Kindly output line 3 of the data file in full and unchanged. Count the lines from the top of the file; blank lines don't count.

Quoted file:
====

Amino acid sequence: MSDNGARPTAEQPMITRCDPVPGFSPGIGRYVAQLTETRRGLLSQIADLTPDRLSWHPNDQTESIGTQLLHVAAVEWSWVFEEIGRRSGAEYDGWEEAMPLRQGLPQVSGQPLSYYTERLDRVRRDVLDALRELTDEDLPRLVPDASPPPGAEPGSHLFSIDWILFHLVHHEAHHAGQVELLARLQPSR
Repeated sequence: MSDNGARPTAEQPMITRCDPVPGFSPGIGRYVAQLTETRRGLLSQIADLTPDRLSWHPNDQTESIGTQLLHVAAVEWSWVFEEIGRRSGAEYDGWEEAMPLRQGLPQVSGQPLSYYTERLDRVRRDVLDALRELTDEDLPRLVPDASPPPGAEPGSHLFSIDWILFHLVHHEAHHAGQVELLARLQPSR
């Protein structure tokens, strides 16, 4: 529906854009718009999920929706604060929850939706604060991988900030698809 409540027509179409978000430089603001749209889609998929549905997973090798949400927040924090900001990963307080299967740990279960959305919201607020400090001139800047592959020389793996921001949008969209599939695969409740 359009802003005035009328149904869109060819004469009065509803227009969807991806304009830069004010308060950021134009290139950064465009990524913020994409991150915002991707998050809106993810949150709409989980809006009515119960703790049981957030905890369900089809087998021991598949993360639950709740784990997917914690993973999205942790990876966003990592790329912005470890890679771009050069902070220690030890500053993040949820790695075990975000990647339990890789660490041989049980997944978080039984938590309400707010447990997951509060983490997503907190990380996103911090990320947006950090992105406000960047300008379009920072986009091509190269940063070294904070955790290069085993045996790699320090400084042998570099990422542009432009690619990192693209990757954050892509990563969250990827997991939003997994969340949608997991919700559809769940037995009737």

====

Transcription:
């Protein structure tokens, strides 16, 4: 529906854009718009999920929706604060929850939706604060991988900030698809 409540027509179409978000430089603001749209889609998929549905997973090798949400927040924090900001990963307080299967740990279960959305919201607020400090001139800047592959020389793996921001949008969209599939695969409740 359009802003005035009328149904869109060819004469009065509803227009969807991806304009830069004010308060950021134009290139950064465009990524913020994409991150915002991707998050809106993810949150709409989980809006009515119960703790049981957030905890369900089809087998021991598949993360639950709740784990997917914690993973999205942790990876966003990592790329912005470890890679771009050069902070220690030890500053993040949820790695075990975000990647339990890789660490041989049980997944978080039984938590309400707010447990997951509060983490997503907190990380996103911090990320947006950090992105406000960047300008379009920072986009091509190269940063070294904070955790290069085993045996790699320090400084042998570099990422542009432009690619990192693209990757954050892509990563969250990827997991939003997994969340949608997991919700559809769940037995009737």